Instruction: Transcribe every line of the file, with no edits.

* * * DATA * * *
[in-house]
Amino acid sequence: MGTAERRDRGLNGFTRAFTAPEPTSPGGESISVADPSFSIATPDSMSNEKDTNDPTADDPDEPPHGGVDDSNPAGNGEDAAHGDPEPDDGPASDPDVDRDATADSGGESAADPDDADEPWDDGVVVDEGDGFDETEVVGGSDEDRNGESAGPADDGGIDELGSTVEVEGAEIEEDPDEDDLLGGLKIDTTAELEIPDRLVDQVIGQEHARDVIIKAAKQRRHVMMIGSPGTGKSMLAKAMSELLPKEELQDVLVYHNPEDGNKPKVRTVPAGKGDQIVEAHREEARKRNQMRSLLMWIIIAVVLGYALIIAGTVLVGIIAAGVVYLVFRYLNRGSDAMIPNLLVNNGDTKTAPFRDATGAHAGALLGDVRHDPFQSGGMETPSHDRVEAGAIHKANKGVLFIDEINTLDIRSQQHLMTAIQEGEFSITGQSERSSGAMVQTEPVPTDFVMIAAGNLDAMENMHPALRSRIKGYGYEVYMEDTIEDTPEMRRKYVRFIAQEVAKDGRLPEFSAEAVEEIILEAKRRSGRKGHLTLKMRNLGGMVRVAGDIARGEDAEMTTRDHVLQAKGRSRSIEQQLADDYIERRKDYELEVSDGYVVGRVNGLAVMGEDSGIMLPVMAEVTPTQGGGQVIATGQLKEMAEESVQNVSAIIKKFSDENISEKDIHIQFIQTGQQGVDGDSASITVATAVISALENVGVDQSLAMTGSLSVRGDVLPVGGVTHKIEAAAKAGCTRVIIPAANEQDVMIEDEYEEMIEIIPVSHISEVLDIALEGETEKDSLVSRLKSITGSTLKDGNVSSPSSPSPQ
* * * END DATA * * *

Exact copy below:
[in-house]
Amino acid sequence: MGTAERRDRGLNGFTRAFTAPEPTSPGGESISVADPSFSIATPDSMSNEKDTNDPTADDPDEPPHGGVDDSNPAGNGEDAAHGDPEPDDGPASDPDVDRDATADSGGESAADPDDADEPWDDGVVVDEGDGFDETEVVGGSDEDRNGESAGPADDGGIDELGSTVEVEGAEIEEDPDEDDLLGGLKIDTTAELEIPDRLVDQVIGQEHARDVIIKAAKQRRHVMMIGSPGTGKSMLAKAMSELLPKEELQDVLVYHNPEDGNKPKVRTVPAGKGDQIVEAHREEARKRNQMRSLLMWIIIAVVLGYALIIAGTVLVGIIAAGVVYLVFRYLNRGSDAMIPNLLVNNGDTKTAPFRDATGAHAGALLGDVRHDPFQSGGMETPSHDRVEAGAIHKANKGVLFIDEINTLDIRSQQHLMTAIQEGEFSITGQSERSSGAMVQTEPVPTDFVMIAAGNLDAMENMHPALRSRIKGYGYEVYMEDTIEDTPEMRRKYVRFIAQEVAKDGRLPEFSAEAVEEIILEAKRRSGRKGHLTLKMRNLGGMVRVAGDIARGEDAEMTTRDHVLQAKGRSRSIEQQLADDYIERRKDYELEVSDGYVVGRVNGLAVMGEDSGIMLPVMAEVTPTQGGGQVIATGQLKEMAEESVQNVSAIIKKFSDENISEKDIHIQFIQTGQQGVDGDSASITVATAVISALENVGVDQSLAMTGSLSVRGDVLPVGGVTHKIEAAAKAGCTRVIIPAANEQDVMIEDEYEEMIEIIPVSHISEVLDIALEGETEKDSLVSRLKSITGSTLKDGNVSSPSSPSPQ